For some years, artist Piero Gilardi’s eclectic and multi-faceted vision has been extended and integrated with the PAV – Parco Arte Vivente, conceived in 2002 as the laboratory of living. Here, art and ecology move in a direction which guides art toward a relational, co-creational, active and propositional form. “While the current devastating crisis”, Gilardi claims, “seems to be leading liberal post-capitalism towards implosion, spaces are gradually opening for the construction of an alternative form of global politics, whose strengths lie in what’s being called the ecological conversion of the production and extraction model and the establishment of a new democracy to manage all shared assets, including knowledge and cooperative work. Art today can and must corroborate this political building, not limiting itself to denouncing the catastrophic social consequences of the prevailing ultra-liberal politics, but rather implementing the new ‘sense’ of alternative practices trialled by movements on a glocal scale” (P. Gilardi). This summary of Piero Gilardi’s thinking appears on the back cover of his latest book La mia Biopolitica [My Biopolitics], a collection of writings from 1963 to 2014, published in an attractive edition by Prearo Editore, edited by Tommaso Trini and realized with the support of the Fondazione Centro Studi Piero Gilardi. The interview that follows with Piero Gilardi shines a light on the practicalities of experimentation, institutional mechanisms and the growing difficulties involved in the (concrete) movement of artistic languages towards real life, digital as well as biological. We are talking about issues revolving around aesthetic changes, but also around practical issues related to presentation and conservation of such works.
Your vision as an artist, theoretician and curator has always succeeded in looking beyond time and circumstances. I’m thinking, for instance, of the urbanistic architectural project for a cybernetic society presented in the “Macchine per il futuro” exhibition in 1963. What new directions in life, art and their intersections do you imagine for the near future?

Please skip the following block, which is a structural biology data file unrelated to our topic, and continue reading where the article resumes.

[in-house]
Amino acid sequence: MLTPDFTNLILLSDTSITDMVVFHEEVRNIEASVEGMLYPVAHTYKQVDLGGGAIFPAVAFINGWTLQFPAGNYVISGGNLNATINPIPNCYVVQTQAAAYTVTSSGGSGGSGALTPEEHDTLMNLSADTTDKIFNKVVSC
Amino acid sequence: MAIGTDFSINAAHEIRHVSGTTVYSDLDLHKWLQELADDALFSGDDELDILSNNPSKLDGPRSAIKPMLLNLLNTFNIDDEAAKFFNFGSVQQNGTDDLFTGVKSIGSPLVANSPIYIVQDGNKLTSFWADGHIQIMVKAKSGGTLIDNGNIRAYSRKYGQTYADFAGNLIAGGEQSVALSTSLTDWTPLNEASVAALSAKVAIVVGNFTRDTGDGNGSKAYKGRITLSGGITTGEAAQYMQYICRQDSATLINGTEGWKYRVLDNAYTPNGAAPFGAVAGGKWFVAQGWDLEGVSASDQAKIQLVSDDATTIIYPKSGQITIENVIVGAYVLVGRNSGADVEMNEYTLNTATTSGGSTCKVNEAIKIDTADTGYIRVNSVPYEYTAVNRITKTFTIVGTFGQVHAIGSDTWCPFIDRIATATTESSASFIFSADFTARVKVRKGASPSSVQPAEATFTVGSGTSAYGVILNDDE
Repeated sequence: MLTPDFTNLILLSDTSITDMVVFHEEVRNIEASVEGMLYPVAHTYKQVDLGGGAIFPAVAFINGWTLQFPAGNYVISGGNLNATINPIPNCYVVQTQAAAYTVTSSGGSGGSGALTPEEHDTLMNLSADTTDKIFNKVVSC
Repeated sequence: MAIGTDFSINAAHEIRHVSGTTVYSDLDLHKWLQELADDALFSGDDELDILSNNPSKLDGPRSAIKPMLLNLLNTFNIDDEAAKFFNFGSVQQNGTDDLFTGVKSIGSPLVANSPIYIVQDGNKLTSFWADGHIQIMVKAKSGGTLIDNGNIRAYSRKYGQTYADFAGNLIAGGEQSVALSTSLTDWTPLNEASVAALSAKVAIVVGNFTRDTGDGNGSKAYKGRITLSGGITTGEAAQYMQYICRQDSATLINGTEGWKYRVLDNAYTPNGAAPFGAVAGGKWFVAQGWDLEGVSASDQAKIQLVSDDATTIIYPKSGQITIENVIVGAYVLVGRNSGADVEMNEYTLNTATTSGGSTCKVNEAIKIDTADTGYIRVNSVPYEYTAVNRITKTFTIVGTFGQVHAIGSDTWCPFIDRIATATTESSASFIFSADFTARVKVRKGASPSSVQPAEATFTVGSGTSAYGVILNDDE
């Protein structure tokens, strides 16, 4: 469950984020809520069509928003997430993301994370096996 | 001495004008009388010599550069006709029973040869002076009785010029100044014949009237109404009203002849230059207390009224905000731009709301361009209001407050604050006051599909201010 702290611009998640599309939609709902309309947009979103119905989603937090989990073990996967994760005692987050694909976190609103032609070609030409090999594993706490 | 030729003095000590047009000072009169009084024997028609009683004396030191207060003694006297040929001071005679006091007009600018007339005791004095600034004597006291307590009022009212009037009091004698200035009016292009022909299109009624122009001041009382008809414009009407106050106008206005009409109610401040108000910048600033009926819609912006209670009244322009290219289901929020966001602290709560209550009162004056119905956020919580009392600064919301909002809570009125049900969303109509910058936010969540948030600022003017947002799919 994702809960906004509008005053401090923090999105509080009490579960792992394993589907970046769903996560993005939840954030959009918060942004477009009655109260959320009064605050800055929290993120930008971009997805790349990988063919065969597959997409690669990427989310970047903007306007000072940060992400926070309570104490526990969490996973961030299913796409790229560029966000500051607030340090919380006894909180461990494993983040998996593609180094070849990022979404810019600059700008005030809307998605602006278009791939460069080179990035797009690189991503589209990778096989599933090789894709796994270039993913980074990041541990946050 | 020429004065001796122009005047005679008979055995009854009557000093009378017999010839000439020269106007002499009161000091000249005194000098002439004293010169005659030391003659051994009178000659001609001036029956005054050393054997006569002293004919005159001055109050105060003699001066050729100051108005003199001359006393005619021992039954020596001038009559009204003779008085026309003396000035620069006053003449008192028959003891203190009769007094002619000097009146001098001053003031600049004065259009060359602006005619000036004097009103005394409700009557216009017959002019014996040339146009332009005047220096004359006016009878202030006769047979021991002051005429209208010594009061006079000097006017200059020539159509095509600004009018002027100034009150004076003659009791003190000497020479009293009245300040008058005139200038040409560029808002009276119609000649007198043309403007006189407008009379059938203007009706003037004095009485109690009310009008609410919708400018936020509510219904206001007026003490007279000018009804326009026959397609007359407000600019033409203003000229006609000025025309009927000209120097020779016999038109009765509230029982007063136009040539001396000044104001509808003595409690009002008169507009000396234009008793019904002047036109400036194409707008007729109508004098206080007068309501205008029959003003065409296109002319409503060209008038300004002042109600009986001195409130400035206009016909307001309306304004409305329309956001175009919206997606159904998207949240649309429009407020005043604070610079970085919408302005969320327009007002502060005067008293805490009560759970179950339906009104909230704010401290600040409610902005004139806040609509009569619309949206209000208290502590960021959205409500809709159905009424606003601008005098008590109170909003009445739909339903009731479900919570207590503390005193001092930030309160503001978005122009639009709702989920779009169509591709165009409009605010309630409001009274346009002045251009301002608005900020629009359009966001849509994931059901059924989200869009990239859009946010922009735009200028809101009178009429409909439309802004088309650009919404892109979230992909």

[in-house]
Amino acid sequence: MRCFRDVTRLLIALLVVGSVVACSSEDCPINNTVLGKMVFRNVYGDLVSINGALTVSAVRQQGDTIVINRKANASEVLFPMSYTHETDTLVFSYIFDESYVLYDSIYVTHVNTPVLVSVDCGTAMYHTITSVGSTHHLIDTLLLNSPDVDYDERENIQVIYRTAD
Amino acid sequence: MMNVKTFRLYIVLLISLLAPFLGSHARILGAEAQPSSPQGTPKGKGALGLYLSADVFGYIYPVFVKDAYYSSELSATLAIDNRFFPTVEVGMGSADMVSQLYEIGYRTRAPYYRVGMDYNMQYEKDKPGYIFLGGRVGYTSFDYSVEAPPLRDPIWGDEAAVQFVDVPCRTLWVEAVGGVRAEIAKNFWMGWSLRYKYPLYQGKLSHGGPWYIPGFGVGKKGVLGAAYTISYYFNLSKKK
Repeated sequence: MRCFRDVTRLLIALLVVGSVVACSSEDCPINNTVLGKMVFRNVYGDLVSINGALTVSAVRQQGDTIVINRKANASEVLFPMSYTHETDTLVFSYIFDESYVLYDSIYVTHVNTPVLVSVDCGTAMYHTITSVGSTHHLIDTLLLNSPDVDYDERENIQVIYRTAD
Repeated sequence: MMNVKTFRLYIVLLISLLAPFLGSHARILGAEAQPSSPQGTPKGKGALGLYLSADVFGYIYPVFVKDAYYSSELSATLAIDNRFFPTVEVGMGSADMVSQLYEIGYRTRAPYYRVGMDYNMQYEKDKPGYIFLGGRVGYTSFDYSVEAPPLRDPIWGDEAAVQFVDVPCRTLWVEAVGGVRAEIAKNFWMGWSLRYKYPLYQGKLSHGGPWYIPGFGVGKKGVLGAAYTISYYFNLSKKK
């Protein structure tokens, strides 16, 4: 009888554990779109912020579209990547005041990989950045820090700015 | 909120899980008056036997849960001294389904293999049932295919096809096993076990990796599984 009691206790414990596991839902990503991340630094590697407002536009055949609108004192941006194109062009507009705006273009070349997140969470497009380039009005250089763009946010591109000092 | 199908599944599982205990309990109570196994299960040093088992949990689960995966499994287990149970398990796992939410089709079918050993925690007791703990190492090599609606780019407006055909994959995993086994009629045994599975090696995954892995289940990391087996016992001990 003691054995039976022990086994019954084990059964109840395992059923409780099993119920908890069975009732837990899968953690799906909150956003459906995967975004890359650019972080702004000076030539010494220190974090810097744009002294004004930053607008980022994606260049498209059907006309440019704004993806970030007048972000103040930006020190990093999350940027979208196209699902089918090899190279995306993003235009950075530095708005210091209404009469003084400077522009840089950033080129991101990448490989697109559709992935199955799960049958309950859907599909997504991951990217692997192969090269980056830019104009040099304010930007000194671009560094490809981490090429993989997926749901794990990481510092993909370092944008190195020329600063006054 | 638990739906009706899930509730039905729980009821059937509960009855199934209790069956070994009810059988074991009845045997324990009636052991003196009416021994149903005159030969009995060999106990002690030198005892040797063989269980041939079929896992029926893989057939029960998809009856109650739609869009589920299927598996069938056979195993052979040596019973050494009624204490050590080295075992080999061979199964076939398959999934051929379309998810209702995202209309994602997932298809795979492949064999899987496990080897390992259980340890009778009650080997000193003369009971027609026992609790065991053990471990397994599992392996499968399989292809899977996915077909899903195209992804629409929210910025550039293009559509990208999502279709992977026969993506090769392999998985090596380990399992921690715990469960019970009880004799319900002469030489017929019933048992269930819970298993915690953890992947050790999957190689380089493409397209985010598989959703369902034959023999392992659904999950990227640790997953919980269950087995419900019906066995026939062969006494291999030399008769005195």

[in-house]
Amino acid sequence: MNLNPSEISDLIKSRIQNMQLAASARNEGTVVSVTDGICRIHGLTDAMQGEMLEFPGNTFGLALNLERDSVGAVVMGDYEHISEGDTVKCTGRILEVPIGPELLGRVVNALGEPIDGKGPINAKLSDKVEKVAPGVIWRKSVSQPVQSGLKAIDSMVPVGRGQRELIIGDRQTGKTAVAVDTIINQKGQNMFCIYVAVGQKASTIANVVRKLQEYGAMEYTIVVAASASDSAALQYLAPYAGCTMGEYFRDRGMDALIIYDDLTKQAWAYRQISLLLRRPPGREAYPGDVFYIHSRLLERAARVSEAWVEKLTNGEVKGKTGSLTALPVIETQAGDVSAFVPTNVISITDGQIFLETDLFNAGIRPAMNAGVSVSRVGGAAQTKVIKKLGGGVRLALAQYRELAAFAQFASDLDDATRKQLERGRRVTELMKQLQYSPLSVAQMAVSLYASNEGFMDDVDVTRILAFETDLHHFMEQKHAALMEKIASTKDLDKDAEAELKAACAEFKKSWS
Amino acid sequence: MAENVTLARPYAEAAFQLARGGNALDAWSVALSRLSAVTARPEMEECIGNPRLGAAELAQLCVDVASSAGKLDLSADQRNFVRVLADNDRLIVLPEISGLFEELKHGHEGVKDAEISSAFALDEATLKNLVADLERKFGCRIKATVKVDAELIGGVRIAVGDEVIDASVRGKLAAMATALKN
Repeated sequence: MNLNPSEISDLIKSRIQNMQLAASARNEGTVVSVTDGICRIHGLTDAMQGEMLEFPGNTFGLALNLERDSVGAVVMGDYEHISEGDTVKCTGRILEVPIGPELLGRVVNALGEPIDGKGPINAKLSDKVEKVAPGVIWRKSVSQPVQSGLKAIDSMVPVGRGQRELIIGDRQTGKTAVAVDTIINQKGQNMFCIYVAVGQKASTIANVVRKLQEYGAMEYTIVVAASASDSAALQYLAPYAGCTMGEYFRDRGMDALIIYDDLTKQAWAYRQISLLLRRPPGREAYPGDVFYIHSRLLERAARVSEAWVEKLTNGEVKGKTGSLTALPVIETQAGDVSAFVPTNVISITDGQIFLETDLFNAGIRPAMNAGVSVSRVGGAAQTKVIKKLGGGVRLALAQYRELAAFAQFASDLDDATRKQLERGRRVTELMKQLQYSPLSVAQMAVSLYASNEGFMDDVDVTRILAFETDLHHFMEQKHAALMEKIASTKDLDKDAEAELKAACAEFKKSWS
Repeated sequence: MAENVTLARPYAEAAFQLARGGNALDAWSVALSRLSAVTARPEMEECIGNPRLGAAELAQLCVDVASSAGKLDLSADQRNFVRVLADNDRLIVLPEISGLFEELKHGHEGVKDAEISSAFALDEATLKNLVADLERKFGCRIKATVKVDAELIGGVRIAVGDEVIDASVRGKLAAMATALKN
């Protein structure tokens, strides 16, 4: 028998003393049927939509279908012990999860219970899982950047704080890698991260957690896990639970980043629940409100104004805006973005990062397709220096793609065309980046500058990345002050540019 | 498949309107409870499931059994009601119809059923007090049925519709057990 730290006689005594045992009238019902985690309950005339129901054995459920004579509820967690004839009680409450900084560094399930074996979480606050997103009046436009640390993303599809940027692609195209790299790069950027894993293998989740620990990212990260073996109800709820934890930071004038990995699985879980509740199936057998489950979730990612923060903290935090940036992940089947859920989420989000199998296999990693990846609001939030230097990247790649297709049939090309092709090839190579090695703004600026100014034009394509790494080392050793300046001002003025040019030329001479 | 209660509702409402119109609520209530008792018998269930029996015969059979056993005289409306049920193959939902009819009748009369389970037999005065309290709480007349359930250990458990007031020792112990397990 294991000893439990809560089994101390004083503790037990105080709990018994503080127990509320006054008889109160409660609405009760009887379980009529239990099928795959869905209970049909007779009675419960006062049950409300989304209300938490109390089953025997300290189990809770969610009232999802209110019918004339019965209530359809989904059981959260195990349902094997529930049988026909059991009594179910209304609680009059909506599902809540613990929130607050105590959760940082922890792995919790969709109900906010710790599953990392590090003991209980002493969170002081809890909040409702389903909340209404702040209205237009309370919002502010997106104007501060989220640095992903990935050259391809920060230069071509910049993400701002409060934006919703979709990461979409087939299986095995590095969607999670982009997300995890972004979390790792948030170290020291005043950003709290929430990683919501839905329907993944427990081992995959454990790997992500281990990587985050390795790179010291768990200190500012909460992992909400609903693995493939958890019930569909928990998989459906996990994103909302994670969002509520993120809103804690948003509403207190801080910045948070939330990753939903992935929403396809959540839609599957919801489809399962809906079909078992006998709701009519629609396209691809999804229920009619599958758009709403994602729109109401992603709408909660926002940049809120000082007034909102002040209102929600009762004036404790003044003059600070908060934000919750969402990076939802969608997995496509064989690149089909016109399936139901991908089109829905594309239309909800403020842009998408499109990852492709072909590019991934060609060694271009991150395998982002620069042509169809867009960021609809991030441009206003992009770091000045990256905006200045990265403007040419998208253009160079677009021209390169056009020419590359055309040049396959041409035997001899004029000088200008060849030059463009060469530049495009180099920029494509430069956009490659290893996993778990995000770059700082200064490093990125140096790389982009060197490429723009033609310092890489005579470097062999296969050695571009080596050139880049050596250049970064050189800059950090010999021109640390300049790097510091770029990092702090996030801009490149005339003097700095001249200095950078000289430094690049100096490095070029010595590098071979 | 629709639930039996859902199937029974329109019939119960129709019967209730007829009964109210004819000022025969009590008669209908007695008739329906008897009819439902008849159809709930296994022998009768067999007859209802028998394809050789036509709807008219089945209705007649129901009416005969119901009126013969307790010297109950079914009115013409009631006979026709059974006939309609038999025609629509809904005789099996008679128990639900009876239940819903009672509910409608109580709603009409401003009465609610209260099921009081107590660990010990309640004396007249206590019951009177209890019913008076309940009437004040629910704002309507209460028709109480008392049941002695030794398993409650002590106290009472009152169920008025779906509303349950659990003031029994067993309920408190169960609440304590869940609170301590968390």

Civilisation today is in a great crisis. We’re heading straight towards the environmental collapse of the planet, which is dominated by inequality and social injustice perpetrated by neoliberalist capitalism. A minority of the human race – some 100 million people – is fighting to stem the disasters and seek to build a new model of development which is fair, ethical and environmentally sustainable. We informed artists are a part of this minority, “like fish in water”.
Nowadays everything seems to move within the flow of media. Art passes through museums to reach the public, more than anything else, through the media. How important is it for an institution and experimental centre like the PAV to pay attention to communication?
It’s important, obviously. The PAV’s budget does not allow the development of communication beyond the website and social media. Nevertheless, the PAV always offers intense and transformative experiences for artistic and human interaction.